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Require Police Reports for EFT Disputes?

Is it OK to require police reports when consumers file EFT disputes?

Answer by Randy Carey: No. There has been at least one pretty hefty fined levied against a bank for requiring police reports.


Answer by Ken Golliher: In short, the law requires your bank to do some very specific things in response to a claim. You cannot effectively say, "We will comply with the law if you do this..."


Answer by Brian Crow: Reg E 1005.11(b) allows you to require that the customer provide enough information so that you can determine their name, account number, and why they believe an error exists. You may not require anything in addition to this. You may ask for additional documentation to assist in your investigation, but you may not condition your investigation on whether or not you receive it.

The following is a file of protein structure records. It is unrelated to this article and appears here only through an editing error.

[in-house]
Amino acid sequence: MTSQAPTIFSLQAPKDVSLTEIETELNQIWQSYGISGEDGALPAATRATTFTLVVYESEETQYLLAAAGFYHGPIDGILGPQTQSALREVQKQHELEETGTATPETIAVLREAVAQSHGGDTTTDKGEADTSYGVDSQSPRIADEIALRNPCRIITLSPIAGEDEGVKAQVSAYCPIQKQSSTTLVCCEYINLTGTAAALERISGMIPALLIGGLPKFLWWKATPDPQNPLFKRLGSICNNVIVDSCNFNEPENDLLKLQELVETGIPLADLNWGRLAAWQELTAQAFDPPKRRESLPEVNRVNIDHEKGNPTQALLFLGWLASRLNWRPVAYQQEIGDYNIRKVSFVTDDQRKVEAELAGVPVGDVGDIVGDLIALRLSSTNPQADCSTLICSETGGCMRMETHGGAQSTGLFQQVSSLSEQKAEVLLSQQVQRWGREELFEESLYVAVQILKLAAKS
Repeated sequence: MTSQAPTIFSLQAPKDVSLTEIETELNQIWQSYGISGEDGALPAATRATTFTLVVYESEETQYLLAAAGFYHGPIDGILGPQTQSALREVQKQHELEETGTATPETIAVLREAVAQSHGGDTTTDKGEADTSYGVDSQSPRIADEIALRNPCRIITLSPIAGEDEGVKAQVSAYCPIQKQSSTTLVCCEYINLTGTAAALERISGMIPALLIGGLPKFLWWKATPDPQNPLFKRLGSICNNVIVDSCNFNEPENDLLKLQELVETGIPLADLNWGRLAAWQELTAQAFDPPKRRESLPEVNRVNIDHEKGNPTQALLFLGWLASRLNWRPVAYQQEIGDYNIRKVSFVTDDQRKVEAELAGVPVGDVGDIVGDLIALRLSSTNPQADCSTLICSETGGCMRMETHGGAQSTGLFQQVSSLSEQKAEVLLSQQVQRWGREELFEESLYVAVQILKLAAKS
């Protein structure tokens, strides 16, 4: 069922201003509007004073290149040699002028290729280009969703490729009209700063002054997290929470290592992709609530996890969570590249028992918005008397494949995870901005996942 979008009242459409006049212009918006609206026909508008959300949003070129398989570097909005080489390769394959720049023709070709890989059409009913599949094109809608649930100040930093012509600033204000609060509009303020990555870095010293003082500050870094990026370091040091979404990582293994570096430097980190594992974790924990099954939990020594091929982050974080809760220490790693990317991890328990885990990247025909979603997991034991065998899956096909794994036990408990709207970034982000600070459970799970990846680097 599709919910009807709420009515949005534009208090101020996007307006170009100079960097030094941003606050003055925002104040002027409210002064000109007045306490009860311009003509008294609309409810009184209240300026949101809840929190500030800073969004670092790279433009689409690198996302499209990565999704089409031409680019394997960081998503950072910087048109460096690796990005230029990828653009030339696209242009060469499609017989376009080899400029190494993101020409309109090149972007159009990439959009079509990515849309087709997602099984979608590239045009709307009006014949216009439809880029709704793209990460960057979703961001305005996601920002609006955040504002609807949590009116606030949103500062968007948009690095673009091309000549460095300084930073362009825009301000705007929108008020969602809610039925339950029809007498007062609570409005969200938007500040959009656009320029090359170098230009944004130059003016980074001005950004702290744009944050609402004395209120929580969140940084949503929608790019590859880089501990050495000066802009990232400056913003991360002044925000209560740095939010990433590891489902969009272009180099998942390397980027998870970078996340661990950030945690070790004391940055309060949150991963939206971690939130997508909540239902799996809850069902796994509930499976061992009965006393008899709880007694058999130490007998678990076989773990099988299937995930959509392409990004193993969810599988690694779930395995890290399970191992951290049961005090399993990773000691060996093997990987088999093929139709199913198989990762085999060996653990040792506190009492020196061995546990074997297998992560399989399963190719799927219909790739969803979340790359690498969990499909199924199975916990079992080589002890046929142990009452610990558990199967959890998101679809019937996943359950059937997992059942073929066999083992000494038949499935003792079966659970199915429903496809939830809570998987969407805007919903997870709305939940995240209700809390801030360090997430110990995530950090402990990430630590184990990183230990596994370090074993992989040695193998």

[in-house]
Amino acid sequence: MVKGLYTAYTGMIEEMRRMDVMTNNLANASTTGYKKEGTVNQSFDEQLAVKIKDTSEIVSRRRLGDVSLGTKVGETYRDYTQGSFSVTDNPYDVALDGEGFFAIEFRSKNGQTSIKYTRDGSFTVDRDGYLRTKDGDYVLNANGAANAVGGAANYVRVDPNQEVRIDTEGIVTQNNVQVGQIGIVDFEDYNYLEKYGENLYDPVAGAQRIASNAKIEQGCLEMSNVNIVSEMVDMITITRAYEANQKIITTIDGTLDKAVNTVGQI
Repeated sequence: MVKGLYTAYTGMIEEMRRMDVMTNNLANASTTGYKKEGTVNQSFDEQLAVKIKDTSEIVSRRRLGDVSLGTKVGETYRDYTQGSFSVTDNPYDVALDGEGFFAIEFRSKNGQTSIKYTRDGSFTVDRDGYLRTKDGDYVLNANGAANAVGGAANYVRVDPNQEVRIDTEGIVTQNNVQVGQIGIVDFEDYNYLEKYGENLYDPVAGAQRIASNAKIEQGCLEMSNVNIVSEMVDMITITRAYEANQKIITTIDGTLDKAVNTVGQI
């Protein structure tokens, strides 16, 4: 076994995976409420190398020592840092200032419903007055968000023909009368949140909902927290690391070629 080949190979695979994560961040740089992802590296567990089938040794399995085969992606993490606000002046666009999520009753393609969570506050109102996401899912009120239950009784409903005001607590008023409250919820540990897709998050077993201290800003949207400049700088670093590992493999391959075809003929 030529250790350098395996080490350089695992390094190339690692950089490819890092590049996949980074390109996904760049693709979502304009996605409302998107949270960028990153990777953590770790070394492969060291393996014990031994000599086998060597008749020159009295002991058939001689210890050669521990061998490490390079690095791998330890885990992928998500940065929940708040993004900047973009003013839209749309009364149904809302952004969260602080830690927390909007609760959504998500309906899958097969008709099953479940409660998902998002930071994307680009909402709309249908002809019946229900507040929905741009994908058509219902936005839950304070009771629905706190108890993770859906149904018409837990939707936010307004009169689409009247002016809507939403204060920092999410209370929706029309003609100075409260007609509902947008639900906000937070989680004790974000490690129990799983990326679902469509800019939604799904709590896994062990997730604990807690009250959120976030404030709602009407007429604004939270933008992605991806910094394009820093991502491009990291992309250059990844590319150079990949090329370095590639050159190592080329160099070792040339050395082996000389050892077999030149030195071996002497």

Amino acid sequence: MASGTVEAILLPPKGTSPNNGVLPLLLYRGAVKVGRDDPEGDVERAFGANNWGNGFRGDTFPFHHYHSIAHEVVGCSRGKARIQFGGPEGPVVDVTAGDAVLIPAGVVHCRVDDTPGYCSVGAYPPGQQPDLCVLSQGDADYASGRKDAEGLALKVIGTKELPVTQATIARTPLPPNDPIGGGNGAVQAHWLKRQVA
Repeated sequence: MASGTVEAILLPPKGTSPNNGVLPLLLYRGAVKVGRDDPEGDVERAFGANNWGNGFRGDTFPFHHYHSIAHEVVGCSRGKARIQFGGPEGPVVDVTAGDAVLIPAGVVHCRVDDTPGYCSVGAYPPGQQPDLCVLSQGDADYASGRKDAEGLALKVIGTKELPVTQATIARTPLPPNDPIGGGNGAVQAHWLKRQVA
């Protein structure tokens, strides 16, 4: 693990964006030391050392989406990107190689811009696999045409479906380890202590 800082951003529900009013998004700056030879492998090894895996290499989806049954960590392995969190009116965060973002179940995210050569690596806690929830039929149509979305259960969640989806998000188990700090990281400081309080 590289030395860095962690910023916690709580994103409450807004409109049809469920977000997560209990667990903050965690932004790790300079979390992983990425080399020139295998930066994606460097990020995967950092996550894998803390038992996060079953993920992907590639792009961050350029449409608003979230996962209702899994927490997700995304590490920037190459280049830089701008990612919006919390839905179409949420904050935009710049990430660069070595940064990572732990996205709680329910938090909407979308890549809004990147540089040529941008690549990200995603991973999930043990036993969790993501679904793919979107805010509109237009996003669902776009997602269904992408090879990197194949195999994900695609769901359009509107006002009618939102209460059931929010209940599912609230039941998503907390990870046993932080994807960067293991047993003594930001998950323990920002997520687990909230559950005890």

Answer by John Burnett: I have never really understood why some banks have taken the stance that claims of unauthorized EFT activity needed to be bolstered by police reports. Most police departments don't have the time or resources to pursue most of these reports unless the dollars involved are substantial. Whether or not a report of this kind actually results in charges against a thief, there's no change in the bank's responsibility to adhere to the requirements of Section 1005.11. So I guess that the purpose of asking for a police report might be to discourage frivolous claims; that would be a slippery slope, indeed!

First published on 3/18/13.

First published on 03/18/2013

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